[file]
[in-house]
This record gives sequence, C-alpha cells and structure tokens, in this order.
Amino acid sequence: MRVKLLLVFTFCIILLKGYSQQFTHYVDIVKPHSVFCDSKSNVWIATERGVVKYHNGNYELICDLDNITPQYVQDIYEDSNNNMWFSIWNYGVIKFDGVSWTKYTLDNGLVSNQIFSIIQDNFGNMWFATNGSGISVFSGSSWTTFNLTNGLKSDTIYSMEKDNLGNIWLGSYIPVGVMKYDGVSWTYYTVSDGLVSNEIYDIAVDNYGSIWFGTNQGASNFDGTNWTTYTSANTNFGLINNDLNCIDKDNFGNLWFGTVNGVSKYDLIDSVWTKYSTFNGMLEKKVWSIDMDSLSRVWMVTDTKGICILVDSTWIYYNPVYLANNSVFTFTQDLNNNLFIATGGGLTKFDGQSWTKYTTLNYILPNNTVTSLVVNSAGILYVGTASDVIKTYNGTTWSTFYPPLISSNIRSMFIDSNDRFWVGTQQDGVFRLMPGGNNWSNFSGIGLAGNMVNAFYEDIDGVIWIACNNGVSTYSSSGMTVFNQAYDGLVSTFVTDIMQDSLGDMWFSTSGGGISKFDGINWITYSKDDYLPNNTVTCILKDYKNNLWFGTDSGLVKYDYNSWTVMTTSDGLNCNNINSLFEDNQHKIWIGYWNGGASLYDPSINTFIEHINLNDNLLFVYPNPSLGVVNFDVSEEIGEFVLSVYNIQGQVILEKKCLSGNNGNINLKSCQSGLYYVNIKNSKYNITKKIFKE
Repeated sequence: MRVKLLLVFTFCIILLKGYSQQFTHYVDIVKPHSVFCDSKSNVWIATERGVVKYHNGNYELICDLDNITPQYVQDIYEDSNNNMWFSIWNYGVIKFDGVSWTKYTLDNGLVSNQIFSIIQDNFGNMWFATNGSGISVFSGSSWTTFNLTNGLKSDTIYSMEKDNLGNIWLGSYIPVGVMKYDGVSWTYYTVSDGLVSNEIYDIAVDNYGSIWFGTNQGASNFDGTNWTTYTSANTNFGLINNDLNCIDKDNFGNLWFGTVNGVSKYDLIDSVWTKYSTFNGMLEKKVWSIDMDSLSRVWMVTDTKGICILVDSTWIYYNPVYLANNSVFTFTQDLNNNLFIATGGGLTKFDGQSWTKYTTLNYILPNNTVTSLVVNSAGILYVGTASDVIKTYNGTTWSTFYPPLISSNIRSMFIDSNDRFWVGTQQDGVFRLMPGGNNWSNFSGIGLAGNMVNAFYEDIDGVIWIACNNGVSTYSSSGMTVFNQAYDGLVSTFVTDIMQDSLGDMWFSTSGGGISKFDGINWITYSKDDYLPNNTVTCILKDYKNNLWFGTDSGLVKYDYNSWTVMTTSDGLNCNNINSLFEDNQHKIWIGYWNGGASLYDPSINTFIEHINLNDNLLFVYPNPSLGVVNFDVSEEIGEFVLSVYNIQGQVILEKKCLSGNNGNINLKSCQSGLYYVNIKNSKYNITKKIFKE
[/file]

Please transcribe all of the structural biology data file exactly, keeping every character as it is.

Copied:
[in-house]
This record gives sequence, C-alpha cells and structure tokens, in this order.
Amino acid sequence: MRVKLLLVFTFCIILLKGYSQQFTHYVDIVKPHSVFCDSKSNVWIATERGVVKYHNGNYELICDLDNITPQYVQDIYEDSNNNMWFSIWNYGVIKFDGVSWTKYTLDNGLVSNQIFSIIQDNFGNMWFATNGSGISVFSGSSWTTFNLTNGLKSDTIYSMEKDNLGNIWLGSYIPVGVMKYDGVSWTYYTVSDGLVSNEIYDIAVDNYGSIWFGTNQGASNFDGTNWTTYTSANTNFGLINNDLNCIDKDNFGNLWFGTVNGVSKYDLIDSVWTKYSTFNGMLEKKVWSIDMDSLSRVWMVTDTKGICILVDSTWIYYNPVYLANNSVFTFTQDLNNNLFIATGGGLTKFDGQSWTKYTTLNYILPNNTVTSLVVNSAGILYVGTASDVIKTYNGTTWSTFYPPLISSNIRSMFIDSNDRFWVGTQQDGVFRLMPGGNNWSNFSGIGLAGNMVNAFYEDIDGVIWIACNNGVSTYSSSGMTVFNQAYDGLVSTFVTDIMQDSLGDMWFSTSGGGISKFDGINWITYSKDDYLPNNTVTCILKDYKNNLWFGTDSGLVKYDYNSWTVMTTSDGLNCNNINSLFEDNQHKIWIGYWNGGASLYDPSINTFIEHINLNDNLLFVYPNPSLGVVNFDVSEEIGEFVLSVYNIQGQVILEKKCLSGNNGNINLKSCQSGLYYVNIKNSKYNITKKIFKE
Repeated sequence: MRVKLLLVFTFCIILLKGYSQQFTHYVDIVKPHSVFCDSKSNVWIATERGVVKYHNGNYELICDLDNITPQYVQDIYEDSNNNMWFSIWNYGVIKFDGVSWTKYTLDNGLVSNQIFSIIQDNFGNMWFATNGSGISVFSGSSWTTFNLTNGLKSDTIYSMEKDNLGNIWLGSYIPVGVMKYDGVSWTYYTVSDGLVSNEIYDIAVDNYGSIWFGTNQGASNFDGTNWTTYTSANTNFGLINNDLNCIDKDNFGNLWFGTVNGVSKYDLIDSVWTKYSTFNGMLEKKVWSIDMDSLSRVWMVTDTKGICILVDSTWIYYNPVYLANNSVFTFTQDLNNNLFIATGGGLTKFDGQSWTKYTTLNYILPNNTVTSLVVNSAGILYVGTASDVIKTYNGTTWSTFYPPLISSNIRSMFIDSNDRFWVGTQQDGVFRLMPGGNNWSNFSGIGLAGNMVNAFYEDIDGVIWIACNNGVSTYSSSGMTVFNQAYDGLVSTFVTDIMQDSLGDMWFSTSGGGISKFDGINWITYSKDDYLPNNTVTCILKDYKNNLWFGTDSGLVKYDYNSWTVMTTSDGLNCNNINSLFEDNQHKIWIGYWNGGASLYDPSINTFIEHINLNDNLLFVYPNPSLGVVNFDVSEEIGEFVLSVYNIQGQVILEKKCLSGNNGNINLKSCQSGLYYVNIKNSKYNITKKIFKE